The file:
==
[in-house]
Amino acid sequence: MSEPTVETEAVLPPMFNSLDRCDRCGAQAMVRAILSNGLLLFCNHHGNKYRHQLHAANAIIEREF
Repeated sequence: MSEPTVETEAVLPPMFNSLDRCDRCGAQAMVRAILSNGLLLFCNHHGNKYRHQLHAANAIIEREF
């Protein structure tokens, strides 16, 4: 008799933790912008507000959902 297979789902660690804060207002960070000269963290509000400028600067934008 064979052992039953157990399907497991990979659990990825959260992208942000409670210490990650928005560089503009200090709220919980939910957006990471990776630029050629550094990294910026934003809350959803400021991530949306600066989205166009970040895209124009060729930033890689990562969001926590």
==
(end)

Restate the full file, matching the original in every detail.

[in-house]
Amino acid sequence: MSEPTVETEAVLPPMFNSLDRCDRCGAQAMVRAILSNGLLLFCNHHGNKYRHQLHAANAIIEREF
Repeated sequence: MSEPTVETEAVLPPMFNSLDRCDRCGAQAMVRAILSNGLLLFCNHHGNKYRHQLHAANAIIEREF
């Protein structure tokens, strides 16, 4: 008799933790912008507000959902 297979789902660690804060207002960070000269963290509000400028600067934008 064979052992039953157990399907497991990979659990990825959260992208942000409670210490990650928005560089503009200090709220919980939910957006990471990776630029050629550094990294910026934003809350959803400021991530949306600066989205166009970040895209124009060729930033890689990562969001926590």